Tuesday, July 31, 2012

MISSION CEBU 2012 (5 of 8)


One of our multi stage geocaches brought us to the largest shoe shoe in the world.

Many of you know that my family has a hobby we really enjoy.  It's called geocaching.  If you don't know what geocaching is click here.  We had very little free time, but when we did, our team and the Filipino pastors seemed to enjoy my hobby.  We found 3 geocaches that week.

On Saturday, we were on the way to see the people who were impacted by the earthquake on Negros Island.  I took my GPS so I could see where we were while on the sea and while on the islands.  As we traveled from the ferry port to the Jollibee restaurant, I noticed that we passed a cache.  I had loaded all of the caches within 100 miles of Pastor Juval's house.  Bro. Juval said, "We will get it after breakfast because we would pass it on the way back.  The following three pictures were from that cache.  We passed by a young security guard without being stopped.  We later learned that he got a tongue lashing from his commanding officer.  Steve Thompson ran interference with the officer to keep him distracted and to prevent our arrest.  There was a ROTC drill going on a Silliman Universtiy.  We walked behind the bleachers to the cache hiding spot.  In the second photo, Colin is searching for the cache.  The 3rd pictures is a group photo after we found the hidden cache.  This was the first cache for each of them and my first.  This was also the largest group of muggles (non geocachers) I ever had to evade.

On Monday, June 25, we had the afternoon free between sessions of the Pastor's Conference.  We decided to fill the time doing the "Discover CarCar" 6 stage multicache.  This took us on a tour of the city's landmarks.  We took "Flat Ethan" (that's a whole other story) along for many photo ops.  We learned that CarCar is a major manufacturing center for shoes.  We saw a monkey (very cool).  We could not have done this without our Filipino interpreters.  John said we ought to schedule time for geocaching next year as a way of getting us into the community so we can witness while we cache.  I think that is a brilliant idea! We found the cache at a local business.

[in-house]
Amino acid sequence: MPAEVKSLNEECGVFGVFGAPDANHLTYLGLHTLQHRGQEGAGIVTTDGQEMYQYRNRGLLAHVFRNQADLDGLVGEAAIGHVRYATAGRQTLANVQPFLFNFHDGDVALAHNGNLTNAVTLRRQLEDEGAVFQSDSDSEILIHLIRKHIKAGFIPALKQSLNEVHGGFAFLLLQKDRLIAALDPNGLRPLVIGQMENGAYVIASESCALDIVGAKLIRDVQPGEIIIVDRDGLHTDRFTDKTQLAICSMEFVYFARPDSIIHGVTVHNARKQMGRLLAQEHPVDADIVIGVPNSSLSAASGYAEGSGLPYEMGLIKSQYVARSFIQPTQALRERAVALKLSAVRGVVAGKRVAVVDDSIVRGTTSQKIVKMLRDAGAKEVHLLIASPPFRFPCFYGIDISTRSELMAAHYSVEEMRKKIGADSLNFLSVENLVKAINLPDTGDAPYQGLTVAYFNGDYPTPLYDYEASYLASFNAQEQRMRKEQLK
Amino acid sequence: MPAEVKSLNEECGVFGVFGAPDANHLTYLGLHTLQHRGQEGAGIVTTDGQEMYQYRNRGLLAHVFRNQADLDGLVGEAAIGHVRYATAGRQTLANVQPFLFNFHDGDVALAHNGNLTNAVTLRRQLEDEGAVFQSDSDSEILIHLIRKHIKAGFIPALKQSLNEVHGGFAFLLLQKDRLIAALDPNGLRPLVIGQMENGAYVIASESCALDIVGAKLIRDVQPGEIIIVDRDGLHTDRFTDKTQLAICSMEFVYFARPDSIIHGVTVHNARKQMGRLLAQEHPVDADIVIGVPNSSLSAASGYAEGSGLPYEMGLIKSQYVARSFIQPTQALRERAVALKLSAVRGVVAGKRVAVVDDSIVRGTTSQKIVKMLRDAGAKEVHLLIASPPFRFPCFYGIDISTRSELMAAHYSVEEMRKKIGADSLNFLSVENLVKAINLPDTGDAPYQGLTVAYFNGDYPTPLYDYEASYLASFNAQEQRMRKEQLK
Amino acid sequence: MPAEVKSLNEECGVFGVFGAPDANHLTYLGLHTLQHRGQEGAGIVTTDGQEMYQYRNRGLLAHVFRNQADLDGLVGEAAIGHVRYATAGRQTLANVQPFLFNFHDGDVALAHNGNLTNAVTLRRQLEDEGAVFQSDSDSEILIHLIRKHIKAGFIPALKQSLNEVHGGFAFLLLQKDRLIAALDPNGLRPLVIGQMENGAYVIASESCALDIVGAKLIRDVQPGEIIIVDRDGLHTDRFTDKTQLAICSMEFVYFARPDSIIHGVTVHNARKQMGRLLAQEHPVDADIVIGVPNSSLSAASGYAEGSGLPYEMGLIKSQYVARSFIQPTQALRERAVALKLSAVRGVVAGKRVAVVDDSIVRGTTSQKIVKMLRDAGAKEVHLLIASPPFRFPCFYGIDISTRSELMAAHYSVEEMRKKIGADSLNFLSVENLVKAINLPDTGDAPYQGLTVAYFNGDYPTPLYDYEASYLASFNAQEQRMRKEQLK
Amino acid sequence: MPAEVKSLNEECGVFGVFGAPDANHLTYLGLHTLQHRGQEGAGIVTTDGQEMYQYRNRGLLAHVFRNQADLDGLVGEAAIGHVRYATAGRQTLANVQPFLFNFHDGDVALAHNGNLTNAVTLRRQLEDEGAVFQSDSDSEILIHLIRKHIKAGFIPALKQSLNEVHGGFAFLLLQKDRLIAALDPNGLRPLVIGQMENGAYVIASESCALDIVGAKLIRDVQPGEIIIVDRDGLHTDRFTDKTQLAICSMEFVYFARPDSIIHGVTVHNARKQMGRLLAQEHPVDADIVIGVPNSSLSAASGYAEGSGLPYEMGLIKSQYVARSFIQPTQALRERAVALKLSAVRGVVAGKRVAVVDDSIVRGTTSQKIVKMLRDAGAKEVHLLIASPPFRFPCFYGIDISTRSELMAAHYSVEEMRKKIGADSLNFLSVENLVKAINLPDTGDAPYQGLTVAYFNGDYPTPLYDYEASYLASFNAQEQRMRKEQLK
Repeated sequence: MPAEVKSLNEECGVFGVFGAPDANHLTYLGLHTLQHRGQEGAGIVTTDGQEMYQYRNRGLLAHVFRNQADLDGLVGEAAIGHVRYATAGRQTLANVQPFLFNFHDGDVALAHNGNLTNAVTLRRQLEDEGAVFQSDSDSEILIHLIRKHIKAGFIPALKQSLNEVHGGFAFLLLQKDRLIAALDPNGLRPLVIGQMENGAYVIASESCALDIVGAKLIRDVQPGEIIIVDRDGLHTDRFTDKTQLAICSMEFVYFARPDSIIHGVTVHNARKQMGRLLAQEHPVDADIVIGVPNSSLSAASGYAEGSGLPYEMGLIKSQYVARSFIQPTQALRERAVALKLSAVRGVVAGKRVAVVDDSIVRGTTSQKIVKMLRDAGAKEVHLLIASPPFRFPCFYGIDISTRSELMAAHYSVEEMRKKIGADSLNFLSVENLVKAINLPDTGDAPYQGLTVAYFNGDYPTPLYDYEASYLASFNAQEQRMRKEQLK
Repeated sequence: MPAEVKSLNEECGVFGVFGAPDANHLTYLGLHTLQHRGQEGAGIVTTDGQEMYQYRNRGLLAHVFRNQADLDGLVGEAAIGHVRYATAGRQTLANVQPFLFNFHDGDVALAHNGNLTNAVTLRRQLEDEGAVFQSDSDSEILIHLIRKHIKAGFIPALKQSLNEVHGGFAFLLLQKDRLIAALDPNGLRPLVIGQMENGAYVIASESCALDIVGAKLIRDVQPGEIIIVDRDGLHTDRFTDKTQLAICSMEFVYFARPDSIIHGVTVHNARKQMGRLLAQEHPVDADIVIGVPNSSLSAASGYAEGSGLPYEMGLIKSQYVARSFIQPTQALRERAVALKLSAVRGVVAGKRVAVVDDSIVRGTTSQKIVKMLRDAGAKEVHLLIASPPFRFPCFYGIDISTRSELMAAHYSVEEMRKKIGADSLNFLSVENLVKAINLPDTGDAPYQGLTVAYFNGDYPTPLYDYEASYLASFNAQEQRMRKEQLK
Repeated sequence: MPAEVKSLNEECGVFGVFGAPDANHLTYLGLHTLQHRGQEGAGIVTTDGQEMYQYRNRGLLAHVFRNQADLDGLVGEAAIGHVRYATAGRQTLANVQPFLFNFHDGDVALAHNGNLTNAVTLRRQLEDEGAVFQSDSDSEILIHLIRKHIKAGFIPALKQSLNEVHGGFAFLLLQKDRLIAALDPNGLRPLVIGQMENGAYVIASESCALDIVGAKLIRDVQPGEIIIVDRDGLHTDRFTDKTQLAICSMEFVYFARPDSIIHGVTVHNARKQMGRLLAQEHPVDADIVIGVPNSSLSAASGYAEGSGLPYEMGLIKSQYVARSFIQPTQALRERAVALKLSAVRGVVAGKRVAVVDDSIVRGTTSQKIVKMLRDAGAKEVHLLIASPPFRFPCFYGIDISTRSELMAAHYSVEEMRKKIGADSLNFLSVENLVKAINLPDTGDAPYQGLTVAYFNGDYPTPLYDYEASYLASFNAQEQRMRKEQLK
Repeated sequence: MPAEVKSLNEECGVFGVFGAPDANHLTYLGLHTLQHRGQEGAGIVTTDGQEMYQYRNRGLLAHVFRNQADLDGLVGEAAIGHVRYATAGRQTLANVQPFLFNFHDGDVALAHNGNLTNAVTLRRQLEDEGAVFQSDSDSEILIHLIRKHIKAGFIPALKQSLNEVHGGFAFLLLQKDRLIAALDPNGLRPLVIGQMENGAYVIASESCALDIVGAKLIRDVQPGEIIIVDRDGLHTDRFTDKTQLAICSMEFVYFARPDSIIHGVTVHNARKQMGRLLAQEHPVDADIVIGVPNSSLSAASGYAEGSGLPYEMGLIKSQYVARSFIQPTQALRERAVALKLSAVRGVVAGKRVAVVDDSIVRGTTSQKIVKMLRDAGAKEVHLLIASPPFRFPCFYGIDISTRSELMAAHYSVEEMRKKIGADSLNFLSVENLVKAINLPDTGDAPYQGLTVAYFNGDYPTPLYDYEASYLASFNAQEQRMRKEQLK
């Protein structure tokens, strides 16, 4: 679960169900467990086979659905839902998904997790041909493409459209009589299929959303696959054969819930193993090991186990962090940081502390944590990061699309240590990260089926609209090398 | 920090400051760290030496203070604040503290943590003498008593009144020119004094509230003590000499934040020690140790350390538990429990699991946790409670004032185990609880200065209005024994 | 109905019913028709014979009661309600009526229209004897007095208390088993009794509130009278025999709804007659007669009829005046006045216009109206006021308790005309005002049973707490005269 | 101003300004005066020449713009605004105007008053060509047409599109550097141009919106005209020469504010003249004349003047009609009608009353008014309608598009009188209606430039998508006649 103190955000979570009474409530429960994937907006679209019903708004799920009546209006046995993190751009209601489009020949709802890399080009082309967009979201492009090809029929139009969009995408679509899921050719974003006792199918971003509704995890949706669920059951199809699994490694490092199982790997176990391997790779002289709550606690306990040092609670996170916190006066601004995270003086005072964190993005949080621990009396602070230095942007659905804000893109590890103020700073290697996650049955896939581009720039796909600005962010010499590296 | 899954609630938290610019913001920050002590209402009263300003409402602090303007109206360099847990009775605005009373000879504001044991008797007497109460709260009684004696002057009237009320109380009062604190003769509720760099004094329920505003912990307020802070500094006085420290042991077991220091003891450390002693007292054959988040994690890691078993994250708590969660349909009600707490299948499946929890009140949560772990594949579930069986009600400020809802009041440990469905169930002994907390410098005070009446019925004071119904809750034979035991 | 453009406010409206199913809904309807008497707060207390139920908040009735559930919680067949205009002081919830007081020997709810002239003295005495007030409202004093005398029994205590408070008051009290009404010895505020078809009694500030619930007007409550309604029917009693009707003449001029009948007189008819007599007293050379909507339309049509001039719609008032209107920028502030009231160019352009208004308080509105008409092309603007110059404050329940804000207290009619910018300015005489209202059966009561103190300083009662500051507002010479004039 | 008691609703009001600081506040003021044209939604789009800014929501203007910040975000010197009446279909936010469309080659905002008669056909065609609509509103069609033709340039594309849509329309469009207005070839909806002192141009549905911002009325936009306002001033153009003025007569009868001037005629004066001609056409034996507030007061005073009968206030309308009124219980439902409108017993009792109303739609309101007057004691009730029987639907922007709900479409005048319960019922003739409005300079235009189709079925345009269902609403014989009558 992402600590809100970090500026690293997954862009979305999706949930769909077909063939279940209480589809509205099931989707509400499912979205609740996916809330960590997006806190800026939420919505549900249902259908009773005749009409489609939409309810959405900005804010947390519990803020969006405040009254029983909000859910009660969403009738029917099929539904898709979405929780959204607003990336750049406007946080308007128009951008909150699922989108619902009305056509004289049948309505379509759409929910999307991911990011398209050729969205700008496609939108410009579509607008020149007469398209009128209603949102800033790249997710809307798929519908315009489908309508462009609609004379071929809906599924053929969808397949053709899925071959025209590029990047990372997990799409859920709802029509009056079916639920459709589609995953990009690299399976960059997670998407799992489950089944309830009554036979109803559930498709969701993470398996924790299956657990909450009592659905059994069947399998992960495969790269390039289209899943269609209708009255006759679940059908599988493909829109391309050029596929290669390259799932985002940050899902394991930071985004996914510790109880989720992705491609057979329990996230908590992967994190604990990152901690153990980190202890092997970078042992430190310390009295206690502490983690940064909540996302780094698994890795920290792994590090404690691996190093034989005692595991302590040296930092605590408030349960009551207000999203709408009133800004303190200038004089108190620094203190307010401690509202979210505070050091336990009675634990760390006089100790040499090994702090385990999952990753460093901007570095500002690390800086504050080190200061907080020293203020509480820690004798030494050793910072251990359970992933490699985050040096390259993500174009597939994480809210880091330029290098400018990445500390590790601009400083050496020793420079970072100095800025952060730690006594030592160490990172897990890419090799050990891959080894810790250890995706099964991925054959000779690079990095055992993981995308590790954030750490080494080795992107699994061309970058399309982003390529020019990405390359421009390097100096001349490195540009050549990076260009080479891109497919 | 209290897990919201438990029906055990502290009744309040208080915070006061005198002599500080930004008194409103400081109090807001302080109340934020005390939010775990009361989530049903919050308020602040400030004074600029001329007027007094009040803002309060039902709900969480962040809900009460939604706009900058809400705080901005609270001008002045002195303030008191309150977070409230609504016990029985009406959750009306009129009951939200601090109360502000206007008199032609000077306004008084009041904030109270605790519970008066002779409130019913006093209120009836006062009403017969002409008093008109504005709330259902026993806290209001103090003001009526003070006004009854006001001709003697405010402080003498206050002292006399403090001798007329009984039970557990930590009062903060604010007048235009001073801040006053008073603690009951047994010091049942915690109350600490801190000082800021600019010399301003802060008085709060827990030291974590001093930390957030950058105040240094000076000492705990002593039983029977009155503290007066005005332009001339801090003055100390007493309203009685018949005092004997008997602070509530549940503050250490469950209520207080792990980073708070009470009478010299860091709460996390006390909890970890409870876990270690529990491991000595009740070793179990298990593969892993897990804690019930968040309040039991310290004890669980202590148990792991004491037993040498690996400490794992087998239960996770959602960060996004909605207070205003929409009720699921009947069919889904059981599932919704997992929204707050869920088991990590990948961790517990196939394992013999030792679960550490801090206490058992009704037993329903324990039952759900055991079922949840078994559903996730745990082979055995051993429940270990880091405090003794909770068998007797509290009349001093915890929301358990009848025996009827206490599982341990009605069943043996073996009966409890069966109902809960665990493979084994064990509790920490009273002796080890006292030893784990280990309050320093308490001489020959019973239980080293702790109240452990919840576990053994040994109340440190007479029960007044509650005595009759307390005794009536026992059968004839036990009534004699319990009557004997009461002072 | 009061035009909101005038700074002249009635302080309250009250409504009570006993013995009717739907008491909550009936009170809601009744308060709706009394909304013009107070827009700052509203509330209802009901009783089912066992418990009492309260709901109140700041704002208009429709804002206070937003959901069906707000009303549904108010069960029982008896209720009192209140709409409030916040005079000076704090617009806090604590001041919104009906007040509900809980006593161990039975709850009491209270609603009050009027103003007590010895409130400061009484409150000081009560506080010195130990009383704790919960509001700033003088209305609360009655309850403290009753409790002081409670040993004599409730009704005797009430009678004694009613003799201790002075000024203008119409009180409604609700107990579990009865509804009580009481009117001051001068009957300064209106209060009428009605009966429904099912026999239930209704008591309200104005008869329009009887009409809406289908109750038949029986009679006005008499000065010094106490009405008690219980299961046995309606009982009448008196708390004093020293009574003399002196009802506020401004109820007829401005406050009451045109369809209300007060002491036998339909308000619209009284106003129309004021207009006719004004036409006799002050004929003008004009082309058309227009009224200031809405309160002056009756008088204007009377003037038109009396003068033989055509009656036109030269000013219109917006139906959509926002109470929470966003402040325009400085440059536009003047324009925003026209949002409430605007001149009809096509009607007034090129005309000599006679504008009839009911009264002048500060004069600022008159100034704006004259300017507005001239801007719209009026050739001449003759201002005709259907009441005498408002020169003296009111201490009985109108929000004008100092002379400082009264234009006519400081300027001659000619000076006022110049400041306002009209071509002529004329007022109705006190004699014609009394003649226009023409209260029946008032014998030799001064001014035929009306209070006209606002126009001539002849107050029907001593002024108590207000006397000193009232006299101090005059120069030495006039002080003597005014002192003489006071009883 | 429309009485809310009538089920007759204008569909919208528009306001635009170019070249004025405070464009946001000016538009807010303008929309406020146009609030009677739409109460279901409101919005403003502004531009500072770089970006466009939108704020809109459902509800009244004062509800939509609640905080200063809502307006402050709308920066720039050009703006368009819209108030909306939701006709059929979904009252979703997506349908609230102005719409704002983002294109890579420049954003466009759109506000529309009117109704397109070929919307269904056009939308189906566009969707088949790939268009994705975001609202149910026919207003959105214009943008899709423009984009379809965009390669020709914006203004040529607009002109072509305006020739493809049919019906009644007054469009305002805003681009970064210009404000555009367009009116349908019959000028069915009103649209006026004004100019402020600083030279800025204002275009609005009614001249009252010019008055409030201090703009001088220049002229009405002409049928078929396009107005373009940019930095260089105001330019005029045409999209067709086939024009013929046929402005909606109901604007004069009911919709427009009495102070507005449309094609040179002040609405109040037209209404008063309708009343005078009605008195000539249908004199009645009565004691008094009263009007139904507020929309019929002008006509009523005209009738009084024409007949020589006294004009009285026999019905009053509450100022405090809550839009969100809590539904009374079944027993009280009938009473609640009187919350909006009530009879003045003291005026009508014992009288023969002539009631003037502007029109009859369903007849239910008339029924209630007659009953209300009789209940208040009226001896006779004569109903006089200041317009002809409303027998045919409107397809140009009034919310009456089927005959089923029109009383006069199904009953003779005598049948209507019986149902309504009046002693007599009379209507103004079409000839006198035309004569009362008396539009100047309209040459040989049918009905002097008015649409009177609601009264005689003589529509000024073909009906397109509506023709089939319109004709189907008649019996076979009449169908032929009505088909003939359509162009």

On Wednesday, we had most of the day free.  We decided to do a 5 stage multicache called Valladolid, CarCar that took us to the pastureland surrounding a prawn farm.  We had to to all of this one by foot.  We were dependent upon our translators as we had to ask permission to pass through private property several times.  We took one picture of a guy making coconut milk liquor.  I suspect that it is illegal, but he permitted me to take his picture.  We were to first to find the cache at a family cemetery.  The owner of the cache is from The Netherlands.  This one meant a lot to Bro. Juval because it was less than one kilometer from his home!

Monday, July 30, 2012

Mission Cebu 2012 (4 of 8)


On Saturday, June 23, we left at 2 AM and drove 2 hours south to ride a ferry to Dumaguete.  People and vehicles of varied sizes (motorcycle to 18 wheelers) rode.  After eating breakfast at Jollibee's (Filipino McDonald's-type restaurant), we took a very rough 3 hour van ride north to La Libertad.   We were to visit a tent city that was created because residents had been displaced by a 6.7 magnitude earthquake and resulting rockslide that buried their village in February.  A mountainside destroyed the village and the church.  The location essentially is a mass grave as most who perished could not be found.  We met a 28 year old man who lost 2 children, his wife, both parents, and a grandmother in the catastrophe.  Two of his children survived.  Caring for his 3 year old daughter makes working nearly impossible.  We spent some time encouraging this young man and we were able to pray with him and leaving a love offering.

Boarding the mother ship.  This is the ferry we took to Negros.

I took this shot off the stern.  This is the view to east of Cebu as we were
leaving for Negros.  None of us noticed the cross reflection of the sun
on the Philippines Sea.  I thought this was  stunning shot!

I had hotcakes and coffee at Jolibee

The team minus Steve Beevers at the Port of Dumaguete
These bridge near the epicenter is still out.  The other bridges have been "repaired"
for one lane of traffic at a time.  It was a rough trip physically.